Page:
THE FLORIDA CATTLEMAN AND LIVESTOCK JOURNAL
Pastora Herbicide: A New Tool for Grass Weed Control in Bermudagrass
Dr. Brent Sellers
University of Florida/IFAS
For questions or comments regarding this
publication contact: Brent Sellers
A new herbicide mixture was recently labeled for use in established bermudagrass pastures and hayfields for control of weedy grasses. Pastora is a premix of nicosulfuron (56.2%) and metsulfuron (15%). Though metsulfuron has been used for many years in pastures, nicosulfuron is new to this market and provides new opportunities for weed control. The use rate for Pastora is 1.0 to 1.5 oz/acre per application, with a total maximum of 2.5 oz/acre/year. The amount of metsulfuron in 1.0 and 1.5 oz/acre of Pastora is equivalent to applying 0.24 or 0.37 oz/acre of any 60DF formulation of metsulfuron (MSM60, Accurate, Clean Pasture, etc). Though this rate of metusulfuron may not be sufficient to control blackberry or other woody perennials, it will provide superior control of many annual weeds (red sorrel, Carolina geranium, henbit, and others). There are no grazing or haying restrictions when using Pastora.
The primary target weed for this herbicide has been sandbur, but Pastora will also control many other grass weeds including barnyardgrass, coast cockspur, johnsongrass, vaseygrass, seedling crabgrass, and several others. In addition to grass weeds, several winter and summer annual broadleaf weeds can be controlled with this herbicide. Dogfennel and tropical soda apple will not be controlled with this product.
For optimum control of grasses, it is essential to apply Pastora when weeds are small. Sandbur should be approximately 2 inches tall for consistent and complete control. Although preliminary data suggests that1.5 oz/acre will control larger sandbur, it is likely that larger plants will be stunted and seedheads aborted, but not necessarily killed.
Tall, dense stands of bermudagrass will intercept much of the herbicide spray. Therefore, Pastora should be applied for annual grass weed control when bermudgrass is no taller than 4 inches following initial greenup or after cutting for hay. Considering that rainfall is usually limited after initial greenup, applications may need to be delayed for optimum control until after the initial hay cutting and when rainfall is sufficient for active weed growth.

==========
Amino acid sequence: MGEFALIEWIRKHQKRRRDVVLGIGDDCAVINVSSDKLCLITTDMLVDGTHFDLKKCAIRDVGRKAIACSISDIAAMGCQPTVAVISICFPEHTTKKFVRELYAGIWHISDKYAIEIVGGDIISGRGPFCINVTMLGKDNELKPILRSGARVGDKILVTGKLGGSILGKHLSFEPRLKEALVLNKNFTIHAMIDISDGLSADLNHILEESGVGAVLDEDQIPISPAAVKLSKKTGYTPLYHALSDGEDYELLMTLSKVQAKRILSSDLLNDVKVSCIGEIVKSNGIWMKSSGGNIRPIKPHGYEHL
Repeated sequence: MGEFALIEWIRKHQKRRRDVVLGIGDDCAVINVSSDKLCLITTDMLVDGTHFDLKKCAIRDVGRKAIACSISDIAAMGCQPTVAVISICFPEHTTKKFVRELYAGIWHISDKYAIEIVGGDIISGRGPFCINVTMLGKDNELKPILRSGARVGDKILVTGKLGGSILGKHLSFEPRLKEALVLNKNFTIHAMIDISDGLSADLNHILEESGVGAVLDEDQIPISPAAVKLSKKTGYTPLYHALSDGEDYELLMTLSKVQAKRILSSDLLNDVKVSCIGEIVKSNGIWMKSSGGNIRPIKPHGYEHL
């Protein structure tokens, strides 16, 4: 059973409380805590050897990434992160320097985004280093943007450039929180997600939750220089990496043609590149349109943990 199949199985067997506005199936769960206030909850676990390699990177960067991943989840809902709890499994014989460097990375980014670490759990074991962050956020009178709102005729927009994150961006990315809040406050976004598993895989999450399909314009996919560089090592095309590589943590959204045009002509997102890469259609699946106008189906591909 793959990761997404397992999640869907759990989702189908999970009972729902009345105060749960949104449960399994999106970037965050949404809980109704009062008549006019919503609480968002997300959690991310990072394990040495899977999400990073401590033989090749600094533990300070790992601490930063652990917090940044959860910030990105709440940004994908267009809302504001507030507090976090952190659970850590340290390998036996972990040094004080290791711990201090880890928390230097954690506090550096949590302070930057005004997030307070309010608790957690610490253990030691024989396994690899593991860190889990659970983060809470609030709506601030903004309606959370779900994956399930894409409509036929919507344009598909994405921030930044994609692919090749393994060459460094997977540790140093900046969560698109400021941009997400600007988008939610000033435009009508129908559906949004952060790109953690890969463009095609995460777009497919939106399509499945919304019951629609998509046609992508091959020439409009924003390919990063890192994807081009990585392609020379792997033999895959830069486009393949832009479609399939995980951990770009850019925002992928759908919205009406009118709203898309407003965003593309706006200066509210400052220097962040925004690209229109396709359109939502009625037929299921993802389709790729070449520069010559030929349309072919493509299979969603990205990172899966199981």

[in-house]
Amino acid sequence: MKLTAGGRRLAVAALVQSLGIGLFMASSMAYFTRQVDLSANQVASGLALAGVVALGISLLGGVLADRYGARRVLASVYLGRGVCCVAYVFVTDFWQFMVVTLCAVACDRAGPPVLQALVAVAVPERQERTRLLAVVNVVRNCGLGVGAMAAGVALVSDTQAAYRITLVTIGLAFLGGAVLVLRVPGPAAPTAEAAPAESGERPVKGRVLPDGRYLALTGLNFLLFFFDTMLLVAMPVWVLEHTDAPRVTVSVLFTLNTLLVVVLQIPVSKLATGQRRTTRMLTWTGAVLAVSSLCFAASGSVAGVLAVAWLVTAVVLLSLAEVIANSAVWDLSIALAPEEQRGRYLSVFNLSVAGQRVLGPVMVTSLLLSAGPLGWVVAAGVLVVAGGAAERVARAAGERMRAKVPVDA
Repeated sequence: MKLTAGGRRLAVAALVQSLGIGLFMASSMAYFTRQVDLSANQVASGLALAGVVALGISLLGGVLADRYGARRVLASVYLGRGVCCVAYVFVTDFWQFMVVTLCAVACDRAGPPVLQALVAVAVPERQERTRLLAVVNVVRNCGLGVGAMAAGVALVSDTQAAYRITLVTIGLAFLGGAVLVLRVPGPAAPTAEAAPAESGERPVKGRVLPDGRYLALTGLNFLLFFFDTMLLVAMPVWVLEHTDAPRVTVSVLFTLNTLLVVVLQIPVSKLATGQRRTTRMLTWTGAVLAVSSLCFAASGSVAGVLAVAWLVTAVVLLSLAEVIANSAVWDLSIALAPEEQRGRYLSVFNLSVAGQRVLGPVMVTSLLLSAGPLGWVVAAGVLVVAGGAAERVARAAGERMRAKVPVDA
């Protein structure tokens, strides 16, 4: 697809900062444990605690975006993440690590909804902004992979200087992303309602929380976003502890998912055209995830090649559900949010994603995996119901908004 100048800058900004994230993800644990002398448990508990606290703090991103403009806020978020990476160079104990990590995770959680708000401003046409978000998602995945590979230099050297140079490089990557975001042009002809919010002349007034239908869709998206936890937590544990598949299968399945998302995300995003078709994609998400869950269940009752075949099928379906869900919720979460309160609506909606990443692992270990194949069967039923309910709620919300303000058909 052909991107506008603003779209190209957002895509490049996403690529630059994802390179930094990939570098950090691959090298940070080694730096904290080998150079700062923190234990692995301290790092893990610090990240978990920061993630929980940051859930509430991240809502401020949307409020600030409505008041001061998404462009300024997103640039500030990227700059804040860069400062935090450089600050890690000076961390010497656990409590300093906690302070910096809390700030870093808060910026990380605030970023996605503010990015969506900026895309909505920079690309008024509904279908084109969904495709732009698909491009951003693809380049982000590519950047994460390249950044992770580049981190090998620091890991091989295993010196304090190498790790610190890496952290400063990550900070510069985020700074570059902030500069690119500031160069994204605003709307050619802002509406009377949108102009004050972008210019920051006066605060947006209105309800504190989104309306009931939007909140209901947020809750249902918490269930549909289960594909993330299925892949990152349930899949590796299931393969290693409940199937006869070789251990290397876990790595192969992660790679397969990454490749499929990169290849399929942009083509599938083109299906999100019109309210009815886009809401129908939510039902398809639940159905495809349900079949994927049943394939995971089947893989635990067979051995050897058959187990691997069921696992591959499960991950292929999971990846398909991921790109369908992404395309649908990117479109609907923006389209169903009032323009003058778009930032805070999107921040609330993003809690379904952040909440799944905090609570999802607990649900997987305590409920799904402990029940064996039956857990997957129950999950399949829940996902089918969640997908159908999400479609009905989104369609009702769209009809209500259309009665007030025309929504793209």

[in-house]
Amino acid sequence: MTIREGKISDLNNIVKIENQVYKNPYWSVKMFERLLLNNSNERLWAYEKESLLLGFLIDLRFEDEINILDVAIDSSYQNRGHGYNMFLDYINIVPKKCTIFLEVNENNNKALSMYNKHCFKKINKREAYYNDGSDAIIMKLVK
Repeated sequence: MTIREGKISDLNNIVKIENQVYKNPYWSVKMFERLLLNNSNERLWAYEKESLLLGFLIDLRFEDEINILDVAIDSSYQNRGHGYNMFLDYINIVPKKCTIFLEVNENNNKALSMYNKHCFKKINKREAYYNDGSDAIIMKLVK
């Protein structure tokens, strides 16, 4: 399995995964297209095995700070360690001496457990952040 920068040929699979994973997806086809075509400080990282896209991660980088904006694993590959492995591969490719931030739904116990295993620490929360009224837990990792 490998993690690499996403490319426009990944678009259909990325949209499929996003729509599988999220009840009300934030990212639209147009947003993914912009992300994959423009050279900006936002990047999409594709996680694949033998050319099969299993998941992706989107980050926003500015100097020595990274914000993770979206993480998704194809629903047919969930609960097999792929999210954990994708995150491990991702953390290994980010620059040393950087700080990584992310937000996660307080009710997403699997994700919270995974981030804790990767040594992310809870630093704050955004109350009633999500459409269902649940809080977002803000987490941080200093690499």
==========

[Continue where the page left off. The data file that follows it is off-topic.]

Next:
Vasseygrass is a tall-growing weed that is common on seasonally wet pastures. This weed is very difficult to control, but Pastora holds promise to reduce the influence of this weed species. Data collected within Florida suggests that Pastora will provide between 65 and 80% control of vasseygrass. These applications were made during bermudagrass greenup when rainfall is generally limited. We anticipate slightly better control of vaseygrass after full greenup, but applications will need to be made fairly quickly or vaseygrass will become too large to adequately control.
Some intial injury on bermudagrass should be expected, but the level of injury is much less than when Journey (imazapic + glyphosate) is utilized for sandbur or vaseygrass control. Injury will consist of some bermudagrass yellowing. More severe yellowing and some biomass reductions should be expected when using higher rates of Pastora. Applications of liquid nitrogen with Pastora are allowed, and this addition to the spray mixture has resulted in less injury than with Pastora alone in our preliminary experiments. However, it is possible that applications with nitrogen fertilizer could reduce the activity on certain grass species including bahiagrass.
Figure 1. Vaseygrass is a common perennial grass weed in bermudagrass hayfields.
Untreated vaseygrass (A) compared with control of vaseygrass 30 days after treatment with
1.3 oz/acre of Pastora herbicide (B).
Back to the Range Cattle Research and
Education Center Home Page